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This story has been told a million times. The part about the convenience store was a nice twist, although I felt the conversation between the store clerk and Brad was unoriginal. He explained everything too easily and readily. There were also many grammar and format errors. I'll highlight some examples.
In the distance the figure of a MAN standing near a BUS STOP is seen holding a BROWN SUITCASE. CUT TO: EXT. HIGHWAY - NIGHT The BMW suddenly stops. The MAN steps back cautiously. CUT TO: INT./EXT. BMW - CONTINOUS The MAN crouches down to look at Brad. He is well-dressed in a KHAKI COAT, wears a BLACK HAT and is clean shaven.
The use of CUT TO: between every scene is unnecessary. It's also INT. or EXT., never both as in the INT./EXT. as shown above. Also, make sure every scene heading has DAY or NIGHT. Some of yours don't.
I notice you putting several things in all caps, which is incorrect format. Only characters being introduced and sound cues appear in caps.
When you introduce Samson, you introduce him as MAN, then he changes to Samson. Introduce him as SAMSON. It's okay if your character doesn't know who he is, but we need to know.
This is not a word.
I’m can dig country but I’m really into rock. Classic rock that is! That shit they listen to nowadays is not my kinda thing if you know what I mean!
You over use exclamation points and underllines. In the example listed above, I imagined the guy screaming the line. Save these for when they really count.
What’s good than praying to Jesus on his birthday.
Not sure what this meant.
He opens the GLOVE BOX and takes out a CAN OF COKE. He opens it and takes a huge gulp.
Who keeps a can of Coke in their glove box?
Maybe he’s dreaming maybe he’s not.
I use this as an example because of two errors. How can "maybe he's not" be shown? Also, it should read: "Maybe he’s dreaming, maybe he’s not." There are many comma abuses throughout.
OFF SCREEN we hear a repetitive ping.
Why would it be off screen? Isn't the ping in the car, just like our characters? Maybe say: A PING comes from the dashboard.
The CAMERA moves down at the gas meter. The NEEDLE points to EMPTY.
Avoid camera direction in a spec script. Just tell the story.
There are many more to mention, but instead I will refer you to a screenwriting book titled The Screenwriter's Bible: A Complete Guide to Writing, Formatting, and Selling Your Script by David Trottier. Keep writing!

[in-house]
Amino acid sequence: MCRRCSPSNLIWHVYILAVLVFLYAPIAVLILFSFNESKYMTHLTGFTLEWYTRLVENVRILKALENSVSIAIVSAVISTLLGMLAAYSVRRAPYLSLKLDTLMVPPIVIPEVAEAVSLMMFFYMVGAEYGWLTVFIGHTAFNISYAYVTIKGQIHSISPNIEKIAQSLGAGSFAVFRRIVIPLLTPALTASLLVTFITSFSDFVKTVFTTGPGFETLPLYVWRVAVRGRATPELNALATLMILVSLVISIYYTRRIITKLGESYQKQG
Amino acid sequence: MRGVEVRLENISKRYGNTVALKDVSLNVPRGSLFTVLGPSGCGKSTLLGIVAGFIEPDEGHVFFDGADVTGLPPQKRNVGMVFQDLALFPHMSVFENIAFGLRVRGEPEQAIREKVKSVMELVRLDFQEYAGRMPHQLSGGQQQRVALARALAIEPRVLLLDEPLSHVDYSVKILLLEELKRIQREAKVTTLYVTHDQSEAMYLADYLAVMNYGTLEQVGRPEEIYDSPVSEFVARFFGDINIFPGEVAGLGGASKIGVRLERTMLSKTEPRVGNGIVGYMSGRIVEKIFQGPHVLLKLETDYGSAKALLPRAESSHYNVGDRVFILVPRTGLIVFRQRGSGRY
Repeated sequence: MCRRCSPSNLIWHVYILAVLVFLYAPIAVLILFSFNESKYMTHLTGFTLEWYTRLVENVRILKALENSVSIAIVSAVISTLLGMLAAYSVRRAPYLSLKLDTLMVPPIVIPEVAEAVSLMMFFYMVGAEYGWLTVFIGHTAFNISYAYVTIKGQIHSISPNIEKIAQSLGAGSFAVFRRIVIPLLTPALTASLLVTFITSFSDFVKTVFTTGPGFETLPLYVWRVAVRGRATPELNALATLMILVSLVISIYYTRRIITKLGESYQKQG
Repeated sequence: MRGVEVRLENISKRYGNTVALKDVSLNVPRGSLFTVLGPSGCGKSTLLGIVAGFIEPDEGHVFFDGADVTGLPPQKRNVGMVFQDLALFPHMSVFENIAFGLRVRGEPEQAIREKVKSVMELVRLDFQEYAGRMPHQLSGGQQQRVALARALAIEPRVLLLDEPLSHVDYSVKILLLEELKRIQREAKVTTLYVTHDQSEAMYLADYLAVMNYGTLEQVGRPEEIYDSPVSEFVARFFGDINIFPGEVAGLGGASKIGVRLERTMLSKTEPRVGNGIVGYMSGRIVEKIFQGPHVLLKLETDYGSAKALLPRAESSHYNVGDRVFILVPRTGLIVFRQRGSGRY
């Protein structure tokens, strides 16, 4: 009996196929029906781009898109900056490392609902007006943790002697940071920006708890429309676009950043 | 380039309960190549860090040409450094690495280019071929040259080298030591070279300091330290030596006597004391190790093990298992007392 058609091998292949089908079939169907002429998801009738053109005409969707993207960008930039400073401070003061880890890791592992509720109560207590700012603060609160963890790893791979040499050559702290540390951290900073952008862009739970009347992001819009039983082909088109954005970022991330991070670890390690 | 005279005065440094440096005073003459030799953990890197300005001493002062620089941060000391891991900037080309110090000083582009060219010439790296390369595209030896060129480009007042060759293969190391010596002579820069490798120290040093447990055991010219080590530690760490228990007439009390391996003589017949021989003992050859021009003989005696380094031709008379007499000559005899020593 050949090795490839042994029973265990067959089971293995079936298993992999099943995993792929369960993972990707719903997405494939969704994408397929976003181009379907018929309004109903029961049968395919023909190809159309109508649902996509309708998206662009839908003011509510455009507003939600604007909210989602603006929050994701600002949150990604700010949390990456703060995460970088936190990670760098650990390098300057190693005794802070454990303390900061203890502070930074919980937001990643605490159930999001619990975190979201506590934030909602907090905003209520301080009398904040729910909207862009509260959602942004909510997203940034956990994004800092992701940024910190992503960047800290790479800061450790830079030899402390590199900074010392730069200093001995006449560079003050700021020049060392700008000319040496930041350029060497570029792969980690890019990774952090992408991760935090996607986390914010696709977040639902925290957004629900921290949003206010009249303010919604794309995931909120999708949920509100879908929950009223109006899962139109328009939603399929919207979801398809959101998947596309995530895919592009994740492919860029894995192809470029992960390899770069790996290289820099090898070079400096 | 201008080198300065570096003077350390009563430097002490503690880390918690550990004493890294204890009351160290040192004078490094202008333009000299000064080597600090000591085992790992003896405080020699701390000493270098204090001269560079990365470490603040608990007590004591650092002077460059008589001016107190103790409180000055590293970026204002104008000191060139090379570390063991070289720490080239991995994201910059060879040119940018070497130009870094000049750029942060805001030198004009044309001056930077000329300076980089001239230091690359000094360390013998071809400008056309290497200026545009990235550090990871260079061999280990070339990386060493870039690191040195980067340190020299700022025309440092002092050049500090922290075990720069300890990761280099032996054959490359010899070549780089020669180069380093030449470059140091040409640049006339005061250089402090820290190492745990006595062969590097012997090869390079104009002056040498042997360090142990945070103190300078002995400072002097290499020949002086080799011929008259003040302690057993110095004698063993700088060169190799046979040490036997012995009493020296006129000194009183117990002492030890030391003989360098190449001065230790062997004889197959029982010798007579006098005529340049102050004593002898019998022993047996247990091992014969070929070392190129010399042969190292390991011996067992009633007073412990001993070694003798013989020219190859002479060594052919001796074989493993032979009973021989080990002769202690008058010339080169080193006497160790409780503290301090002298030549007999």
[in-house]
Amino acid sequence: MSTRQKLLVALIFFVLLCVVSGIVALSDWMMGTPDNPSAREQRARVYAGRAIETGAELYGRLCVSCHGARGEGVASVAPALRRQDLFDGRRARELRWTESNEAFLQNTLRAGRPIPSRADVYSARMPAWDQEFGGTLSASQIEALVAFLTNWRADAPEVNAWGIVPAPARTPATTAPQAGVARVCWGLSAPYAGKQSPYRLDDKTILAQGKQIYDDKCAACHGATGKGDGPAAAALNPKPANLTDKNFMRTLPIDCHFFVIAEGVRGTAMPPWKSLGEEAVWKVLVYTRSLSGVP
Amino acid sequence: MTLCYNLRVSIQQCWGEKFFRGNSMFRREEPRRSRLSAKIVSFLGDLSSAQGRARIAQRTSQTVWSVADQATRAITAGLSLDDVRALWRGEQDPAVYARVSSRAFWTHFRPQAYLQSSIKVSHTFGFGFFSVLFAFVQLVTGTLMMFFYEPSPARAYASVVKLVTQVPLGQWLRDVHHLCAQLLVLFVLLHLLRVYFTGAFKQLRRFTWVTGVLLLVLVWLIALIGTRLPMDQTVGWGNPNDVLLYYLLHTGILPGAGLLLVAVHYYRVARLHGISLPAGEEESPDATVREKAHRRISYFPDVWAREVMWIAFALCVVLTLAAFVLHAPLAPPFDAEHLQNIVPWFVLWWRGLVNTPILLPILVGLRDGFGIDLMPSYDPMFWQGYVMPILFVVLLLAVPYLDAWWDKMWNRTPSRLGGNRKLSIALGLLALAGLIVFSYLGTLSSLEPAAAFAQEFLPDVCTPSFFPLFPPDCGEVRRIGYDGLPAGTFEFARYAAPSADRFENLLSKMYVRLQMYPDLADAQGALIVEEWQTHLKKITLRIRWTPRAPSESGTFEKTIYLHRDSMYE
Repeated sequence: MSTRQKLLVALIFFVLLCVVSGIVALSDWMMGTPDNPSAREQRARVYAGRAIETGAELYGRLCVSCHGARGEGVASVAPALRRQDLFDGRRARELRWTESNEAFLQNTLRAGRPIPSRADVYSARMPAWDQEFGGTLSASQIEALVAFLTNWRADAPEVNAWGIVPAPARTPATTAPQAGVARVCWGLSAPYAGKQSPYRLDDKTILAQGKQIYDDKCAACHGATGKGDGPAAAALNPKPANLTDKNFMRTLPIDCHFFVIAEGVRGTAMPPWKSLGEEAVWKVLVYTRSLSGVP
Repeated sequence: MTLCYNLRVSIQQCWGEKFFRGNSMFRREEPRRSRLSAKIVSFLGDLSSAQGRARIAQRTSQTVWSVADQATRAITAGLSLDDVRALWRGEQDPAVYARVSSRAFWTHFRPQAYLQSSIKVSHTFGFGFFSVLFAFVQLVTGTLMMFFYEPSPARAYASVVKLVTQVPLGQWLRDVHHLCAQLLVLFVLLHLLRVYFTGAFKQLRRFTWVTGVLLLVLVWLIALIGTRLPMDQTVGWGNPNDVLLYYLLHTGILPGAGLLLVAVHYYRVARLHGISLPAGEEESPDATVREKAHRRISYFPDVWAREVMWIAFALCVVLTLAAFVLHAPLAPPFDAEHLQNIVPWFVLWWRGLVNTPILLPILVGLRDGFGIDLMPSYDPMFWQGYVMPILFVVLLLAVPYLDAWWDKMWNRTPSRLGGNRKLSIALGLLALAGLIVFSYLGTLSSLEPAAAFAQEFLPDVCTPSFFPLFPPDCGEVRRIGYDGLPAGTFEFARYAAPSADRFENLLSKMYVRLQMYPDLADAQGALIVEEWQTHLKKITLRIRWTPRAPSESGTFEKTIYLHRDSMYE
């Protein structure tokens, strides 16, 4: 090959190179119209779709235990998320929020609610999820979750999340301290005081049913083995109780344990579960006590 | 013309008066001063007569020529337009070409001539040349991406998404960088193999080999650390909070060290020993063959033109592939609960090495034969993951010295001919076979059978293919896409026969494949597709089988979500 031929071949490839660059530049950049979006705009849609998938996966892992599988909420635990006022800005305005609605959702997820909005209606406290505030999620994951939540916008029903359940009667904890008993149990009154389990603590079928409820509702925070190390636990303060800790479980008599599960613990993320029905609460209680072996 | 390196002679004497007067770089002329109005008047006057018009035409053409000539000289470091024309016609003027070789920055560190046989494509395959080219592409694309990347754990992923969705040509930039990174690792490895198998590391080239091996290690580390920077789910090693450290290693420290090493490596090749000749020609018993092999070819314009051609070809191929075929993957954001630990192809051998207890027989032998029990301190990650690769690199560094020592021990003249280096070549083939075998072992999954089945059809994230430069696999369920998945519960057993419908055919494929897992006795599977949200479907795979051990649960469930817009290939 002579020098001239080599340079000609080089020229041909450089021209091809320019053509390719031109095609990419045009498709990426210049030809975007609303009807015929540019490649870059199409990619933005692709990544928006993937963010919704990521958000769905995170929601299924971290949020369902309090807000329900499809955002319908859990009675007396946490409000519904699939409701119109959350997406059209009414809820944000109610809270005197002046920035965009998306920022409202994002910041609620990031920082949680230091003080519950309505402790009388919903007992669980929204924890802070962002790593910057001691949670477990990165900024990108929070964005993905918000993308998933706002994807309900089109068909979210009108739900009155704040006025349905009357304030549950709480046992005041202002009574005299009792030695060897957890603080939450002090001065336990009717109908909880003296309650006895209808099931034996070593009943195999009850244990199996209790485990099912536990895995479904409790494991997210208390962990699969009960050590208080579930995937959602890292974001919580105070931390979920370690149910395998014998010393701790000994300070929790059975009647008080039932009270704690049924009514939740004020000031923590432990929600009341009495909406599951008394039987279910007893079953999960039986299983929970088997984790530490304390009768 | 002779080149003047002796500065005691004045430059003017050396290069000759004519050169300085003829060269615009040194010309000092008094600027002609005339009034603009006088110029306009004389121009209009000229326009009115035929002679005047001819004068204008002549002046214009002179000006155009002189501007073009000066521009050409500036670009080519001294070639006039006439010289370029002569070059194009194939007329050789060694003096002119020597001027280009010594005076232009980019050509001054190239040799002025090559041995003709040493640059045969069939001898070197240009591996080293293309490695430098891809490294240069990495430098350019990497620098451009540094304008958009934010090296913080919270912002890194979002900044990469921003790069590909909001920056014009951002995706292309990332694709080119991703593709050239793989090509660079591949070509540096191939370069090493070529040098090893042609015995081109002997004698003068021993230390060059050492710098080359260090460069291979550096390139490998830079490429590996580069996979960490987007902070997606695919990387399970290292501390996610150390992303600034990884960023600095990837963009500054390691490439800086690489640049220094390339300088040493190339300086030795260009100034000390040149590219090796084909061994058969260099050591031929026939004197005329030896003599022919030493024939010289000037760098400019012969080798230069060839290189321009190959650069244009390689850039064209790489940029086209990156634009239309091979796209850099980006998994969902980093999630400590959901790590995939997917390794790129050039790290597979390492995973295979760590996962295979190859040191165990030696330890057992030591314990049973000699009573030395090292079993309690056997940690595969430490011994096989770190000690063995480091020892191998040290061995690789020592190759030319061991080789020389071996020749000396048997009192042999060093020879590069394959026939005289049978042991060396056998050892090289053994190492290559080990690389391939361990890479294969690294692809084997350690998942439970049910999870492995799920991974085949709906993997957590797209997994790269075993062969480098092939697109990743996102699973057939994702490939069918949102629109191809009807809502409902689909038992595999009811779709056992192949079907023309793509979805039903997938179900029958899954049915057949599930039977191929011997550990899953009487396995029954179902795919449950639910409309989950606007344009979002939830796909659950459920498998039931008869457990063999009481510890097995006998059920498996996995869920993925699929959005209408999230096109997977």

Yosef is right, there are way too many errors, misspellings and mispunctuation marks. I'll bet I could catch over a hundred errors in those seventeen pages, which is about 98 more mistakes than there should be in a 17 page script. I'll skip those for now, though, and focus on the story at hand.
Yosef also said something else that is true, in that this story has been done a million times before. I don't thing that's a necessarily bad thing, though. I think it was Stephen King who said that every writer should take the time to write a story about a haunted house, even if it's only so much as an exercise. I think the same could also be said about writing a story about a hitchhiker. If anything, it'll at least get the creative juices flowing, and I'd love to read different writer's versions of a classic storyline.
Yours, unfortunately Rajesh, reminded me a little bit too much of Stephen King's 'Riding the Bullet', in which a young man hitchhikes and is picked up by a ghost who, very much like yours, can lead him into the afterlife. So I think this may have been more than a little bit unoriginal, which definately turned me off about a story that I'm usually excited to read.
Also, there were a couple times early on where I had a few questions. I've actually picked up quite a few hitchhikers driving between Florida and Ohio, (though, I don't know why, maybe because West Virginians creep me out, I always avoided picking up hitchhikers in the West Virginia and Virginia territories, (sorry, Don, please don't be biased now in posting any of my scripts, :-).), but out of all those that I've picked up, I would never ever think about letting them get into the backseat while I was driving.
Also, I didn't really understand how, after the gas station disappeared and Brad was in the middle of nowhere, he all of a sudden crashed into a bridge. Maybe I need to reread that part, but it seemed to come out of nowhere. And, in my opinion, the station seemed really ultra-modern for being in the middle of nowhere, especially if the gas station was supposed to be from '72, when the Johnson's had died. (Not too sure if I read that part right, either.)
I will give this one a reread, though, just to make sure that it wasn't anything that I just misunderstood.
Since Mark and Yosef already gave some very sound advice on story and formatting, I'm going to recommend working on your characters. They are a little flat right now.
Why is Brad driving an expensive BMW like there's no tommorrow?
Is he on the run from the law? Does he have a stash of cocaine in the trunk? Is he late for a wedding? Is he late for work?
Why does he stop at the bus stop to pick up Samson? The bus stop is in the middle of nowhere-what kind of business is Samson in? Can Brad benefit professionally from this little good deed?
If Samson is a ghostly killer, why does he seem like a relatively nice guy?
Whole lot in this story that stretches reality, perhaps too much...Suggest keeping a bit more grounded in reality and build the suspense, saving the supernatural twist until the end...A good effort though!
Failure is only the opportunity to begin again more intelligently - Dove Chocolate Wrapper